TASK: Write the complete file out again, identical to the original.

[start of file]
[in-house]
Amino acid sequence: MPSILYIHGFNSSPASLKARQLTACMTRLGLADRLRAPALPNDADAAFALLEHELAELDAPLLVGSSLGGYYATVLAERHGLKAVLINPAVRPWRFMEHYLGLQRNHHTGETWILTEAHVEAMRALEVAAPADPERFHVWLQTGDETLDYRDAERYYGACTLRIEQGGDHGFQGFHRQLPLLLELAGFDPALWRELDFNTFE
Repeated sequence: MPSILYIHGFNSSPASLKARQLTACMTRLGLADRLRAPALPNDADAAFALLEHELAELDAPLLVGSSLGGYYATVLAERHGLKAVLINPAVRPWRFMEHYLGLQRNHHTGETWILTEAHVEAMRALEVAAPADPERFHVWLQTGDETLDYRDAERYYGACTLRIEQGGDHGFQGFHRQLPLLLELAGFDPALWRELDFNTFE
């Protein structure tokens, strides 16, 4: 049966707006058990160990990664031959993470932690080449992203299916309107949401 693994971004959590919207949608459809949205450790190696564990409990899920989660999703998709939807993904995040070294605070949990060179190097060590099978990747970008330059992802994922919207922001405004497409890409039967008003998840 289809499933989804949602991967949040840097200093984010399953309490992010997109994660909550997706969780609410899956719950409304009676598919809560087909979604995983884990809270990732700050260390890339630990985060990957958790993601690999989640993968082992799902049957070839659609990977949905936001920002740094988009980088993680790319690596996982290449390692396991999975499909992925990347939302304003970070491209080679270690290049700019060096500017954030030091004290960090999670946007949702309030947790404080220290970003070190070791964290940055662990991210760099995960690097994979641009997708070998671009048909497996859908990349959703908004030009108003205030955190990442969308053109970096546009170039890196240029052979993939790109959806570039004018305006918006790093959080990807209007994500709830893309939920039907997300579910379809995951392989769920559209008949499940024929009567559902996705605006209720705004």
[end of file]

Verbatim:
[in-house]
Amino acid sequence: MPSILYIHGFNSSPASLKARQLTACMTRLGLADRLRAPALPNDADAAFALLEHELAELDAPLLVGSSLGGYYATVLAERHGLKAVLINPAVRPWRFMEHYLGLQRNHHTGETWILTEAHVEAMRALEVAAPADPERFHVWLQTGDETLDYRDAERYYGACTLRIEQGGDHGFQGFHRQLPLLLELAGFDPALWRELDFNTFE
Repeated sequence: MPSILYIHGFNSSPASLKARQLTACMTRLGLADRLRAPALPNDADAAFALLEHELAELDAPLLVGSSLGGYYATVLAERHGLKAVLINPAVRPWRFMEHYLGLQRNHHTGETWILTEAHVEAMRALEVAAPADPERFHVWLQTGDETLDYRDAERYYGACTLRIEQGGDHGFQGFHRQLPLLLELAGFDPALWRELDFNTFE
């Protein structure tokens, strides 16, 4: 049966707006058990160990990664031959993470932690080449992203299916309107949401 693994971004959590919207949608459809949205450790190696564990409990899920989660999703998709939807993904995040070294605070949990060179190097060590099978990747970008330059992802994922919207922001405004497409890409039967008003998840 289809499933989804949602991967949040840097200093984010399953309490992010997109994660909550997706969780609410899956719950409304009676598919809560087909979604995983884990809270990732700050260390890339630990985060990957958790993601690999989640993968082992799902049957070839659609990977949905936001920002740094988009980088993680790319690596996982290449390692396991999975499909992925990347939302304003970070491209080679270690290049700019060096500017954030030091004290960090999670946007949702309030947790404080220290970003070190070791964290940055662990991210760099995960690097994979641009997708070998671009048909497996859908990349959703908004030009108003205030955190990442969308053109970096546009170039890196240029052979993939790109959806570039004018305006918006790093959080990807209007994500709830893309939920039907997300579910379809995951392989769920559209008949499940024929009567559902996705605006209720705004």